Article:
• Systolic blood pressure. The top number represents the pressure in your blood vessels when your heart beats.
  • Diastolic blood pressure. The bottom number represents the pressure in your blood vessels between beats, when your heart is resting.

Your blood pressure depends on how much blood your heart is pumping, and how much resistance there is to blood flow in your arteries. The narrower your arteries, the higher your blood pressure.

Blood pressure that is measured lower than 120/80 mm Hg is considered normal.

Blood pressure that’s 130/80 mm Hg or more is considered high. If your numbers are above normal but under 130/80 mm Hg, you fall into the category of elevated blood pressure. 

In 2012-13, 6 million (about 34%) Australians, aged 18 years and over had hypertension, defined by having blood pressure ≥140/90 mm Hg, or were taking an antihypertensive medication.

The good news about elevated blood pressure is that lifestyle changes can significantly reduce your numbers and lower your risk. Without the requirement for medications.

Here a several ways to naturally lower your blood pressure:

Losing some extra weight (if overweight)
If you’re overweight, even dropping a few kilograms can reduce your blood pressure. You will feel better and you’ll also be reducing your risks from other medical problems.

This meta-analysis in 2016 reported that diets resulting in weight loss lowered blood pressure by an average 4.5 mm Hg systolic and 3.2 mmHg diastolic.

Exercise and physical activity 

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There is strong epidemiological evidence that regular physical activity and moderate to high levels of cardio-respiratory fitness provide protection against hypertension and all-cause mortality in both normal and hypertensive individuals.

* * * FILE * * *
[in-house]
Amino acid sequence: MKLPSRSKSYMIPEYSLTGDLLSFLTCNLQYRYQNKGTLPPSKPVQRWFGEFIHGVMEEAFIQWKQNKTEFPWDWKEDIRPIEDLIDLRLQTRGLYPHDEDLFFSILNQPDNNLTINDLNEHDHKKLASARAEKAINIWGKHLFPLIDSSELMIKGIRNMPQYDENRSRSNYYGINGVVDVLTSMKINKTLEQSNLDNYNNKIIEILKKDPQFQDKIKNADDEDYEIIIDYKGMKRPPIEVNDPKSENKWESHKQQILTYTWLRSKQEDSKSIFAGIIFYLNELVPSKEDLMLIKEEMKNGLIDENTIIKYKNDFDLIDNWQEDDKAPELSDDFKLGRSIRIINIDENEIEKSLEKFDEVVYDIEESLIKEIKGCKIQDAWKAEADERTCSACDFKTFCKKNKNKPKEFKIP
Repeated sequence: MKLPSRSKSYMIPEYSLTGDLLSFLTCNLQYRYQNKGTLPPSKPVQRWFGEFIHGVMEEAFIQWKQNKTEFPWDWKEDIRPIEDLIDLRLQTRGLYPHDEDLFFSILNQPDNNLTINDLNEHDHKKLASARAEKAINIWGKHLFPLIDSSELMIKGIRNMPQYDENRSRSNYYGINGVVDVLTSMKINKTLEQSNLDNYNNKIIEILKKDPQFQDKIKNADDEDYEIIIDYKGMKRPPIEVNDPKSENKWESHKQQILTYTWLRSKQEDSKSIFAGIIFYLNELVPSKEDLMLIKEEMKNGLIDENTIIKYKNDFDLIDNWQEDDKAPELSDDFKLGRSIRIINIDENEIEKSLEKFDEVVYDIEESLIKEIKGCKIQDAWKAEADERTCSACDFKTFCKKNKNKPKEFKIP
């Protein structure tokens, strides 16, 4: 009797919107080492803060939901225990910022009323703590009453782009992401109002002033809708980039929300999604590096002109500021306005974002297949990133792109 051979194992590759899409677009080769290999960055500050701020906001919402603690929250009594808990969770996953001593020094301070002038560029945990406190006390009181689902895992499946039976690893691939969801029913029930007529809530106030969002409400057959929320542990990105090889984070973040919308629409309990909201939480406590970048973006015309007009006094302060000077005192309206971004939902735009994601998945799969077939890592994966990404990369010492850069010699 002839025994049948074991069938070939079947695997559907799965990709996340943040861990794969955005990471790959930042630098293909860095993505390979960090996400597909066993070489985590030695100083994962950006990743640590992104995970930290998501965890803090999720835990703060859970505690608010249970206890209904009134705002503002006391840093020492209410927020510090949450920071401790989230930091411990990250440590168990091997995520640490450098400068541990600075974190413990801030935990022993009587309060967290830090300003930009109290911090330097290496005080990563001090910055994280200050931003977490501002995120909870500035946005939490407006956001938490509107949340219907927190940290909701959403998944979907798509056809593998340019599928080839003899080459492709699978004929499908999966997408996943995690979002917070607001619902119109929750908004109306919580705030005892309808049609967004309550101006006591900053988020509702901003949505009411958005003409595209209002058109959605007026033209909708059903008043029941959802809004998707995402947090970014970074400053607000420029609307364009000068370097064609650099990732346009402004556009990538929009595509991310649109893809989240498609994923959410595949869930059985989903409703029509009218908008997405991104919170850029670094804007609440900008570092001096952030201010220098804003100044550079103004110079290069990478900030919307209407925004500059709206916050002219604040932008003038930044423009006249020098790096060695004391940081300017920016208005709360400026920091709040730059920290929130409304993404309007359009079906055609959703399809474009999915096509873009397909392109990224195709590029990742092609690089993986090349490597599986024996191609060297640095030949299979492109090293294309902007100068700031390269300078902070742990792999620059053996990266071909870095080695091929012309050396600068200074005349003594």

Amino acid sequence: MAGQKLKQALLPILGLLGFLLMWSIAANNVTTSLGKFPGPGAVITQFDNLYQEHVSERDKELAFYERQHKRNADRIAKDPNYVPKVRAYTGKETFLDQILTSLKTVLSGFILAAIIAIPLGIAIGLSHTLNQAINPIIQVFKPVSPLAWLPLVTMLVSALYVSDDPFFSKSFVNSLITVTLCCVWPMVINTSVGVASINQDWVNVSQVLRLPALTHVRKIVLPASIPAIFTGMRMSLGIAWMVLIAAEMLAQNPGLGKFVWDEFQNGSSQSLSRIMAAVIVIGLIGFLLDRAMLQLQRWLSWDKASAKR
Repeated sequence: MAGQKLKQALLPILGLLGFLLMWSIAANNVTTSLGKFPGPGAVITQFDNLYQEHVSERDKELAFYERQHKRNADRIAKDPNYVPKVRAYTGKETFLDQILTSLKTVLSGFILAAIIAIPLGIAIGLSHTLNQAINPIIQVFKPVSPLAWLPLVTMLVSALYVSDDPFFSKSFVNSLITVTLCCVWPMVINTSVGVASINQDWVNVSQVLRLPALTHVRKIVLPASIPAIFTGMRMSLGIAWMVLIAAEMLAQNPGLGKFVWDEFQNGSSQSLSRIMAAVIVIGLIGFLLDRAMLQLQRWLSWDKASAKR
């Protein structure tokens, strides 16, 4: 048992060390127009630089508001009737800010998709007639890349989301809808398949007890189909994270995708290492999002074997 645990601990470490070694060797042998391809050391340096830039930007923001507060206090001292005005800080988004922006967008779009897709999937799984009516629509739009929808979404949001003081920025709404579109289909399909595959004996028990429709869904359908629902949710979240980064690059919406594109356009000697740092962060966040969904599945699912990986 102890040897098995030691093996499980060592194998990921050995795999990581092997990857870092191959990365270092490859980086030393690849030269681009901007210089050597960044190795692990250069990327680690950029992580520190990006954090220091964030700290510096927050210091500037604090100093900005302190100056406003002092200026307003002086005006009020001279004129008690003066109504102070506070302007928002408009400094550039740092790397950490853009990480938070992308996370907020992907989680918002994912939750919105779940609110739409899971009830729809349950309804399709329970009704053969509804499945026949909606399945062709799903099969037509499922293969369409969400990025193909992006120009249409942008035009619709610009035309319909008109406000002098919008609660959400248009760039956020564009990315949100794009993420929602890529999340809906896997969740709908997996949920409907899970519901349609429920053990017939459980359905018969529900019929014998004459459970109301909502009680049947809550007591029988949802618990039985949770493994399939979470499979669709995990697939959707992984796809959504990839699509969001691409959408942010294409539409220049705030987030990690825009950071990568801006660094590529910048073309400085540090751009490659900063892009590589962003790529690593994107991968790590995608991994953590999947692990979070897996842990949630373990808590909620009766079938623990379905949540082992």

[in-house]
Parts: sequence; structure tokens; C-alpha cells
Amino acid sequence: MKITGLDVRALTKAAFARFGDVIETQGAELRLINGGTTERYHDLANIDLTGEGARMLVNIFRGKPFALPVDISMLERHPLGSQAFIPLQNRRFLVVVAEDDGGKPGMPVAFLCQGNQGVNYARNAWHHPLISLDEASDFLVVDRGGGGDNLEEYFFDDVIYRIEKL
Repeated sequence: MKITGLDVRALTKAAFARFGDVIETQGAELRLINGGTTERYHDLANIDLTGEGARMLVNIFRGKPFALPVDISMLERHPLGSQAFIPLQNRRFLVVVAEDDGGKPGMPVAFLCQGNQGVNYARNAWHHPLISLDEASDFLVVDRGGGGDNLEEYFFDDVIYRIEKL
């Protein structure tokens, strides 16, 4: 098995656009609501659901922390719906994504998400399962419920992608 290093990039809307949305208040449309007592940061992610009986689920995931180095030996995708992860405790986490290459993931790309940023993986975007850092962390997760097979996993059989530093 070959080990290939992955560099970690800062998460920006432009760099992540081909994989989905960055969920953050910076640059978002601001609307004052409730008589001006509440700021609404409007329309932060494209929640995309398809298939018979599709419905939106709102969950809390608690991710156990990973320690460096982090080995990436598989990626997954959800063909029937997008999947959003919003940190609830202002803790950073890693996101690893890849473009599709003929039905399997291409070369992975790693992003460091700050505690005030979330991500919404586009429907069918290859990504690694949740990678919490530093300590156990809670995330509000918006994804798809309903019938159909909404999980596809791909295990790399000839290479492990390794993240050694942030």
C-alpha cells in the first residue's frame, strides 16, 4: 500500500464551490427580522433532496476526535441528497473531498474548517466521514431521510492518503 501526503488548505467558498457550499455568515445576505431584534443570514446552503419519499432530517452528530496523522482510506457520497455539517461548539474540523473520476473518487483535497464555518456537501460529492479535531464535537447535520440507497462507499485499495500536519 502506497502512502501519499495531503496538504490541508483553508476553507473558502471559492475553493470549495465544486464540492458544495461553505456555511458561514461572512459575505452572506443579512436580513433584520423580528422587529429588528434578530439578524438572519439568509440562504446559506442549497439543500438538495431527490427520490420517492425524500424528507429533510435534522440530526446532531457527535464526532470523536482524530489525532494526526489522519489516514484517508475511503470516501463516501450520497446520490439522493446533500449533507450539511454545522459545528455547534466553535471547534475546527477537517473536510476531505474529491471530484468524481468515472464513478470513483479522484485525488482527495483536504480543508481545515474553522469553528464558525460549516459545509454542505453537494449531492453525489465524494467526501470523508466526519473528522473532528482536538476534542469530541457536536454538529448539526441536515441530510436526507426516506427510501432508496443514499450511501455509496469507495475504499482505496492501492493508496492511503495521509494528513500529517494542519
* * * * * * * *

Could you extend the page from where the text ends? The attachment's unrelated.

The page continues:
Regular aerobic exercise has been shown to lower systolic and diastolic blood pressure by up to 3.2 mm Hg and 2.7 mm Hg, respectively.

This doesn’t always mean that you have to go out and run marathons or spend over 15 hours in the gym per week. An increase in physical activity can be a combination of common activities such as running or weight training. It just as easily be adding incidental physical activity to your daily routine, such as:

  • Taking the stairs instead of the lift;
  • Walking over driving;
  • Playing with a child or pet.

Adding 30 minutes per day is all that is required to make a difference.

Dietary modification
Making smart changes to your diet such as cutting back on sugars and refined carbohydrates can help you both lose weight and lower blood pressure.

This 2012 analysis of low carbohydrate diets and heart disease risks found that these diets lowered systolic and diastolic blood pressure by 4.81 mm Hg and 3.10 mm Hg respectively.

Another benefit of lower carbohydrate diets are that you generally feel fuller for longer as you’re eating more dietary protein and fats.